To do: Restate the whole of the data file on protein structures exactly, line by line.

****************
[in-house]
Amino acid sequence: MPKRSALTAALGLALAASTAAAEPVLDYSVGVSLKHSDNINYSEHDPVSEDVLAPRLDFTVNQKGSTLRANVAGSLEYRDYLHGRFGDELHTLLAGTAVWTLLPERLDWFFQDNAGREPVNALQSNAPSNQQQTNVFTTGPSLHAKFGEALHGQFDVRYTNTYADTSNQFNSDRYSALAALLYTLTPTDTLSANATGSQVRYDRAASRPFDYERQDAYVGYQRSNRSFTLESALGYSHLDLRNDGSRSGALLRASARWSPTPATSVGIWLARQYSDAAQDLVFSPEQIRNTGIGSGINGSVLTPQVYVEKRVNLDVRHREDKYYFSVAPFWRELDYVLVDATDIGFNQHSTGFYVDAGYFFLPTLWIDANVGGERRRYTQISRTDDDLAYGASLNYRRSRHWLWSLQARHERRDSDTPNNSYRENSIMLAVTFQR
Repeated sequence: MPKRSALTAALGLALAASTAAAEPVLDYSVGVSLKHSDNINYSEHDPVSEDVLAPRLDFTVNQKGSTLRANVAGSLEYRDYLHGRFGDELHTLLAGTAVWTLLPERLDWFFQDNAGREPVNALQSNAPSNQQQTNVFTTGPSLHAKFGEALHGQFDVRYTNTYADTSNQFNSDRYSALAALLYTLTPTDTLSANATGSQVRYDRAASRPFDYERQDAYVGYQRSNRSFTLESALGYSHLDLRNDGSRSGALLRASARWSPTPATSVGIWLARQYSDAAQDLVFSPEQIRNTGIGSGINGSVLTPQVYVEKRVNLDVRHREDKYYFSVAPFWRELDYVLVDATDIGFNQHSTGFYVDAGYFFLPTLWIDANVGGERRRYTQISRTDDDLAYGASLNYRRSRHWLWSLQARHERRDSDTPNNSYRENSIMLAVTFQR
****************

[in-house]
Amino acid sequence: MPKRSALTAALGLALAASTAAAEPVLDYSVGVSLKHSDNINYSEHDPVSEDVLAPRLDFTVNQKGSTLRANVAGSLEYRDYLHGRFGDELHTLLAGTAVWTLLPERLDWFFQDNAGREPVNALQSNAPSNQQQTNVFTTGPSLHAKFGEALHGQFDVRYTNTYADTSNQFNSDRYSALAALLYTLTPTDTLSANATGSQVRYDRAASRPFDYERQDAYVGYQRSNRSFTLESALGYSHLDLRNDGSRSGALLRASARWSPTPATSVGIWLARQYSDAAQDLVFSPEQIRNTGIGSGINGSVLTPQVYVEKRVNLDVRHREDKYYFSVAPFWRELDYVLVDATDIGFNQHSTGFYVDAGYFFLPTLWIDANVGGERRRYTQISRTDDDLAYGASLNYRRSRHWLWSLQARHERRDSDTPNNSYRENSIMLAVTFQR
Repeated sequence: MPKRSALTAALGLALAASTAAAEPVLDYSVGVSLKHSDNINYSEHDPVSEDVLAPRLDFTVNQKGSTLRANVAGSLEYRDYLHGRFGDELHTLLAGTAVWTLLPERLDWFFQDNAGREPVNALQSNAPSNQQQTNVFTTGPSLHAKFGEALHGQFDVRYTNTYADTSNQFNSDRYSALAALLYTLTPTDTLSANATGSQVRYDRAASRPFDYERQDAYVGYQRSNRSFTLESALGYSHLDLRNDGSRSGALLRASARWSPTPATSVGIWLARQYSDAAQDLVFSPEQIRNTGIGSGINGSVLTPQVYVEKRVNLDVRHREDKYYFSVAPFWRELDYVLVDATDIGFNQHSTGFYVDAGYFFLPTLWIDANVGGERRRYTQISRTDDDLAYGASLNYRRSRHWLWSLQARHERRDSDTPNNSYRENSIMLAVTFQR